As morning dawned, the men were sent on their way with their donkeys. They had not gone far from the city when Joseph said to his steward, “Go after those men at once, and when you catch up with them, say to them, ‘Why have you repaid good with evil? Isn’t this the cup my master drinks from and also uses for divination? This is a wicked thing you have done.’ ” 

When he caught up with them, he repeated these words to them. But they said to him, “Why does my lord say such things? Far be it from your servants to do anything like that! We even brought back to you from the land of Canaan the silver we found inside the mouths of our sacks. So why would we steal silver or gold from your master’s house? If any of your servants is found to have it, he will die; and the rest of us will become my lord’s slaves.” 

“Very well, then,” he said, “let it be as you say. Whoever is found to have it will become my slave; the rest of you will be free from blame.” 

Each of them quickly lowered his sack to the ground and opened it. Then the steward proceeded to search, beginning with the oldest and ending with the youngest. And the cup was found in Benjamin’s sack. At this, they tore their clothes. Then they all loaded their donkeys and returned to the city.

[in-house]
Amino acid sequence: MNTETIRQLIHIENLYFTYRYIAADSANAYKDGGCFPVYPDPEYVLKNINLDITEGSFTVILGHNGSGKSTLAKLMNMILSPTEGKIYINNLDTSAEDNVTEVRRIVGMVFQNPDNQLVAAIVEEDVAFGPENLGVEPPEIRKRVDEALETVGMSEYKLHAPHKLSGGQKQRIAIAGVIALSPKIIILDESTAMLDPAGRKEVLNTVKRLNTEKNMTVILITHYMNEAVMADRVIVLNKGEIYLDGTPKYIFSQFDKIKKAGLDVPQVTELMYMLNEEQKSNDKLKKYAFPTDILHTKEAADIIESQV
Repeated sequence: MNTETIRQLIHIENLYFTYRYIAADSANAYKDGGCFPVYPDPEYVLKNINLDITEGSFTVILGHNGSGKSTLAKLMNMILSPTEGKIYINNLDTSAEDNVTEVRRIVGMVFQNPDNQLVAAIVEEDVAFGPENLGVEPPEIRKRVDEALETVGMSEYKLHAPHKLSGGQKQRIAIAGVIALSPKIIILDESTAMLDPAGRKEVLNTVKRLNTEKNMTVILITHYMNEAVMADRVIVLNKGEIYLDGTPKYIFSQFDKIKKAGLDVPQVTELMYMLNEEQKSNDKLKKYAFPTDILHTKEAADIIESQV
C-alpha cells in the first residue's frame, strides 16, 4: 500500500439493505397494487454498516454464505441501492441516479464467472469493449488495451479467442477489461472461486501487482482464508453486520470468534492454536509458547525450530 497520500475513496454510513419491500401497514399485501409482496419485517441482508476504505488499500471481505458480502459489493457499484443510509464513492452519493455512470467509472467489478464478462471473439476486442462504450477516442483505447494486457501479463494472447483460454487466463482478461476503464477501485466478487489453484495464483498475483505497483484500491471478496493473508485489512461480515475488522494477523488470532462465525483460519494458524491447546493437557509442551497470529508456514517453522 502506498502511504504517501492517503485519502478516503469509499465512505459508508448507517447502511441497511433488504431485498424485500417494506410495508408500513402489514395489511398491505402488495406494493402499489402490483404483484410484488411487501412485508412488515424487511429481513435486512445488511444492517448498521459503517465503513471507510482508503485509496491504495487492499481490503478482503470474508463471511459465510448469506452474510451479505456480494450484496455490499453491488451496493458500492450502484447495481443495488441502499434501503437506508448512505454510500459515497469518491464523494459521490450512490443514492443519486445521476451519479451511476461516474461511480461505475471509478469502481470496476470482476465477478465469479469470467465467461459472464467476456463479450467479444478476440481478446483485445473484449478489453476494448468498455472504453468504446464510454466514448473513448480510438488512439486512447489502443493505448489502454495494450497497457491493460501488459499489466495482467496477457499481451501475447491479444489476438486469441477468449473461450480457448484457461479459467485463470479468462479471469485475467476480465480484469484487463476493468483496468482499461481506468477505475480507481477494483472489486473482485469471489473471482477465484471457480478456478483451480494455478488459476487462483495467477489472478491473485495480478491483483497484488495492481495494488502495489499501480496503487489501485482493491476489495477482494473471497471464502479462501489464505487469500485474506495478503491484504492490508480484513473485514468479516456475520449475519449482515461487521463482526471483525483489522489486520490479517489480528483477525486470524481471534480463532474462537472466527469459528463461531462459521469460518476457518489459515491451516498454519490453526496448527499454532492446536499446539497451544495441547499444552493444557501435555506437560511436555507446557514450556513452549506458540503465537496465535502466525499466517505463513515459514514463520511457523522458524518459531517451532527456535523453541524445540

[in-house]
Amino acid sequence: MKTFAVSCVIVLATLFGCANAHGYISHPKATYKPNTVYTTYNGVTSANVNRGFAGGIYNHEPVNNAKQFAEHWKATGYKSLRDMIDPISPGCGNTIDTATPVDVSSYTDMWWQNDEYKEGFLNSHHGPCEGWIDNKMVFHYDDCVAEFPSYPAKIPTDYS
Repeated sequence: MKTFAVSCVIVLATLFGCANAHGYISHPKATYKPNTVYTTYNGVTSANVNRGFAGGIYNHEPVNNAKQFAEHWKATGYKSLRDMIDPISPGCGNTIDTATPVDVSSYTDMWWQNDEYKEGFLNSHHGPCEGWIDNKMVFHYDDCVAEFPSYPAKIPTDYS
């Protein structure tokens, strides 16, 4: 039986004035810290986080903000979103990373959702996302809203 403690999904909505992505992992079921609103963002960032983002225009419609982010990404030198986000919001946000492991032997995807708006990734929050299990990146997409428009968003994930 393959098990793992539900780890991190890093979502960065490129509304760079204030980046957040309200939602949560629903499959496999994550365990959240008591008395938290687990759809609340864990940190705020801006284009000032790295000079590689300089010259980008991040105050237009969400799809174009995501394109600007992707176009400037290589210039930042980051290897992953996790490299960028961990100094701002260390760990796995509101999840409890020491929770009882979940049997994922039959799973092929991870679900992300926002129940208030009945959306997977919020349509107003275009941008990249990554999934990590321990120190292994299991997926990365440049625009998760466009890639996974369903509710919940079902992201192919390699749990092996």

Joseph was still in the house when Judah and his brothers came in, and they threw themselves to the ground before him. Joseph said to them, “What is this you have done? Don’t you know that a man like me can find things out by divination?”

“What can we say to my lord?” Judah replied. “What can we say? How can we prove our innocence? God has uncovered your servants’ guilt. We are now my lord’s slaves—we ourselves and the one who was found to have the cup.” 

But Joseph said, “Far be it from me to do such a thing! Only the man who was found to have the cup will become my slave. The rest of you, go back to your father in peace.” 

Then Judah went up to him and said: “Please, my lord, let your servant speak a word to my lord. Do not be angry with your servant, though you are equal to Pharaoh himself. 

Judah then gives an impassioned speech to Joseph, pleading with him not to keep the boy Benjamin or his father will die.  

I close the reading with the first three verses of chapter 45: